2. Materials and Methods

2.1. Polyurethane Acrylate (PUA)

The PUA consisted of a functionalized prepolymer with acrylate groups for cross-linking, a monomeric modulator, a photoinitiator, and a radiation curable releasing agent (TEGO Chemical Service) for surface activity. The liquid mixture was drop-dispensed onto a silicon master with slanted pillars, which were prepared by an angled etching technique. A PET film with 100 mm thickness was gently placed on the liquid mixture, followed by UV exposure for 40 s (wavelength = 250–400 nm, dose = 100 mJ/cm2). After UV curing, the mold was peeled off from the master, thereby leaving behind the PUA micromold. Normal PUA for mold and soft PUA for tip have 200 MPa and 20 MPa of elastic modulus, respectively.

2.2. Tip Widening

A feeding roller was used to induce the continuous supply of resin to soft PUA at the end of the fabricated micropillar. A doctor-blade-type resin dispenser was used to coat the soft PUA on the feeding roller and the pressure was applied for coating (∼10 kPa). We also operated the roll device at a relatively slow speed to achieve sufficient inking (10 cm/min). After inking, the liquid resin was spread across the pressure roller and the wide tip was completely formed with additional UV exposure.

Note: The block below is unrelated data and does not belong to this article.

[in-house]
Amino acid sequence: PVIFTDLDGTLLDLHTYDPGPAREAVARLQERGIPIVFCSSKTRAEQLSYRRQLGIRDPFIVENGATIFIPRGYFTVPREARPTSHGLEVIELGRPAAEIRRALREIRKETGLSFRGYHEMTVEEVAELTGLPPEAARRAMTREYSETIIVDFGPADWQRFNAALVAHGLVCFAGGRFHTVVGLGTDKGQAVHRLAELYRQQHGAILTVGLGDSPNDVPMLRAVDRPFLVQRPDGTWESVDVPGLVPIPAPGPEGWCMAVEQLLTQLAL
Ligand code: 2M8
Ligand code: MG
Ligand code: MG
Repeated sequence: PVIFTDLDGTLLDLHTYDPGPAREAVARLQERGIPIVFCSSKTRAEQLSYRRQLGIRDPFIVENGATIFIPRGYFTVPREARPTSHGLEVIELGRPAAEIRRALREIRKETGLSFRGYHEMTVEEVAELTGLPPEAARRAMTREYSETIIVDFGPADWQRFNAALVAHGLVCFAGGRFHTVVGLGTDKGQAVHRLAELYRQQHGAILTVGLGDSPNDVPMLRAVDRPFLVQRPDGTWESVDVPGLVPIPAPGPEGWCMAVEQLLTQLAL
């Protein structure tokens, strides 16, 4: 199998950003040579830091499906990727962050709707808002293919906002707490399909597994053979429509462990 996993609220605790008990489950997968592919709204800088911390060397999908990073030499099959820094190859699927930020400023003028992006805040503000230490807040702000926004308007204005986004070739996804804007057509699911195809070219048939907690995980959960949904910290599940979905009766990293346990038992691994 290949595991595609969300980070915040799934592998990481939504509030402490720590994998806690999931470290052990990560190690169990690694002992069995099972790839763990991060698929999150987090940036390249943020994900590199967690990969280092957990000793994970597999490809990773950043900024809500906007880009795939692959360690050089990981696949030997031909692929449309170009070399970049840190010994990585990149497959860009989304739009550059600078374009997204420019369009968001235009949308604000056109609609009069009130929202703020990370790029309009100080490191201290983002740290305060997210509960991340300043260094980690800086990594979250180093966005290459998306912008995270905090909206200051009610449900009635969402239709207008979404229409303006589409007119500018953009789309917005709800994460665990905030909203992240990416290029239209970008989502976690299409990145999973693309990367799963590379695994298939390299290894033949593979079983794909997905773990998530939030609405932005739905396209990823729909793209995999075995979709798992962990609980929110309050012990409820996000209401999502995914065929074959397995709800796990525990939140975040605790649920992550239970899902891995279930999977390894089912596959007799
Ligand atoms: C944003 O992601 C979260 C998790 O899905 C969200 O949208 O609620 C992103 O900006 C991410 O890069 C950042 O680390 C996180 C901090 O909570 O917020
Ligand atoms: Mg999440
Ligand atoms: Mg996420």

2.3. Measurement of Pull-Off Force

We developed the equipment for pull-off force and durability measurements of dry adhesives. The jig with a glass substrate was moved vertically by a motor-driven crank to make contact with a dry adhesive. The dry adhesive was placed on the stage assembled with a z-axis micromanual stage to control the preload, and a micromanual stage that can be titled was used to adjust the horizontal level. To measure the pull-off force between the dry adhesive and glass substrate, two load cells with a gram-scale resolution and can respond within 100 ms were set below the stage set. The pull-off force was measured with respect to various preloads, and a durability test was conducted at a rate of 50 cycles/min with 40 N preload at room temperature.

2.4. SEM Observation

The fabricated adhesive samples were visually examined by the scanning electron microscopy (SEM) (S-4800, Hitachi), typically at the operating voltage of 10–25 kV after sputtering a thin Au film (<5 nm) to avoid electron charging if necessary.

3. Results and Discussion